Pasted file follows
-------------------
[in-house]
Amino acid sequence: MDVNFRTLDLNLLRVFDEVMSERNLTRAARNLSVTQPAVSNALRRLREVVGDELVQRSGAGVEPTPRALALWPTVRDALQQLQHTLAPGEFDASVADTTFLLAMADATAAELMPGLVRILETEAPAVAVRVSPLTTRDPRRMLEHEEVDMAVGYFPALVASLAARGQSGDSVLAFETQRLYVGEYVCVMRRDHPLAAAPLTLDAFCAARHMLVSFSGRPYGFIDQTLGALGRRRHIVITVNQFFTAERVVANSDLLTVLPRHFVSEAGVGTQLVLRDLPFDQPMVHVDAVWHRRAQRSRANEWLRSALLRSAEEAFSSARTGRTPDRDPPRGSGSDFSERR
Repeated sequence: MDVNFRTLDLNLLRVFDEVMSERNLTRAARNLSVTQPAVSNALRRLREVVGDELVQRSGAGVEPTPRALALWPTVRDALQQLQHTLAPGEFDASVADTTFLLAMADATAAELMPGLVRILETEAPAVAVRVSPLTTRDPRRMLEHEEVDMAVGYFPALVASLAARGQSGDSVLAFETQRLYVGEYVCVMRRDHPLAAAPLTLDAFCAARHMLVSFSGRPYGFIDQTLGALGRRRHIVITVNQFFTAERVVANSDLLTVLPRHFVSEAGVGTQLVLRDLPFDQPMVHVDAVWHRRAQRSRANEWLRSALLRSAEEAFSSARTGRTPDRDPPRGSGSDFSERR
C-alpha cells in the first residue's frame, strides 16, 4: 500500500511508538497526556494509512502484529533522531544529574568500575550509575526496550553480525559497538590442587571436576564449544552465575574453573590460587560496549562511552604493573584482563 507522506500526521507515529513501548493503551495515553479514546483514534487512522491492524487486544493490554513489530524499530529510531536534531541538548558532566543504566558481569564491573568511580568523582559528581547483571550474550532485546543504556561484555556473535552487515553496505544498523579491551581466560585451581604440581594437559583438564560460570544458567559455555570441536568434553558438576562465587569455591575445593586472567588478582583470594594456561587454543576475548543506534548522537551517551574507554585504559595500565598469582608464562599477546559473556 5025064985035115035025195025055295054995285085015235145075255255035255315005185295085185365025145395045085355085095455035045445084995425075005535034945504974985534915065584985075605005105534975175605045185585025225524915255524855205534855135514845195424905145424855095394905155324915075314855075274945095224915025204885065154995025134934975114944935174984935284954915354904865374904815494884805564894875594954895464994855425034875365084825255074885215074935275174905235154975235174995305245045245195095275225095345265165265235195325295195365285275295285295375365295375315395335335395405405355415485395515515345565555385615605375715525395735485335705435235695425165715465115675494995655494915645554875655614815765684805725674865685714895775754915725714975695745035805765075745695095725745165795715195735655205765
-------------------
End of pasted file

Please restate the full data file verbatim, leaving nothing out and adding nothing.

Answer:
[in-house]
Amino acid sequence: MDVNFRTLDLNLLRVFDEVMSERNLTRAARNLSVTQPAVSNALRRLREVVGDELVQRSGAGVEPTPRALALWPTVRDALQQLQHTLAPGEFDASVADTTFLLAMADATAAELMPGLVRILETEAPAVAVRVSPLTTRDPRRMLEHEEVDMAVGYFPALVASLAARGQSGDSVLAFETQRLYVGEYVCVMRRDHPLAAAPLTLDAFCAARHMLVSFSGRPYGFIDQTLGALGRRRHIVITVNQFFTAERVVANSDLLTVLPRHFVSEAGVGTQLVLRDLPFDQPMVHVDAVWHRRAQRSRANEWLRSALLRSAEEAFSSARTGRTPDRDPPRGSGSDFSERR
Repeated sequence: MDVNFRTLDLNLLRVFDEVMSERNLTRAARNLSVTQPAVSNALRRLREVVGDELVQRSGAGVEPTPRALALWPTVRDALQQLQHTLAPGEFDASVADTTFLLAMADATAAELMPGLVRILETEAPAVAVRVSPLTTRDPRRMLEHEEVDMAVGYFPALVASLAARGQSGDSVLAFETQRLYVGEYVCVMRRDHPLAAAPLTLDAFCAARHMLVSFSGRPYGFIDQTLGALGRRRHIVITVNQFFTAERVVANSDLLTVLPRHFVSEAGVGTQLVLRDLPFDQPMVHVDAVWHRRAQRSRANEWLRSALLRSAEEAFSSARTGRTPDRDPPRGSGSDFSERR
C-alpha cells in the first residue's frame, strides 16, 4: 500500500511508538497526556494509512502484529533522531544529574568500575550509575526496550553480525559497538590442587571436576564449544552465575574453573590460587560496549562511552604493573584482563 507522506500526521507515529513501548493503551495515553479514546483514534487512522491492524487486544493490554513489530524499530529510531536534531541538548558532566543504566558481569564491573568511580568523582559528581547483571550474550532485546543504556561484555556473535552487515553496505544498523579491551581466560585451581604440581594437559583438564560460570544458567559455555570441536568434553558438576562465587569455591575445593586472567588478582583470594594456561587454543576475548543506534548522537551517551574507554585504559595500565598469582608464562599477546559473556 5025064985035115035025195025055295054995285085015235145075255255035255315005185295085185365025145395045085355085095455035045445084995425075005535034945504974985534915065584985075605005105534975175605045185585025225524915255524855205534855135514845195424905145424855095394905155324915075314855075274945095224915025204885065154995025134934975114944935174984935284954915354904865374904815494884805564894875594954895464994855425034875365084825255074885215074935275174905235154975235174995305245045245195095275225095345265165265235195325295195365285275295285295375365295375315395335335395405405355415485395515515345565555385615605375715525395735485335705435235695425165715465115675494995655494915645554875655614815765684805725674865685714895775754915725714975695745035805765075745695095725745165795715195735655205765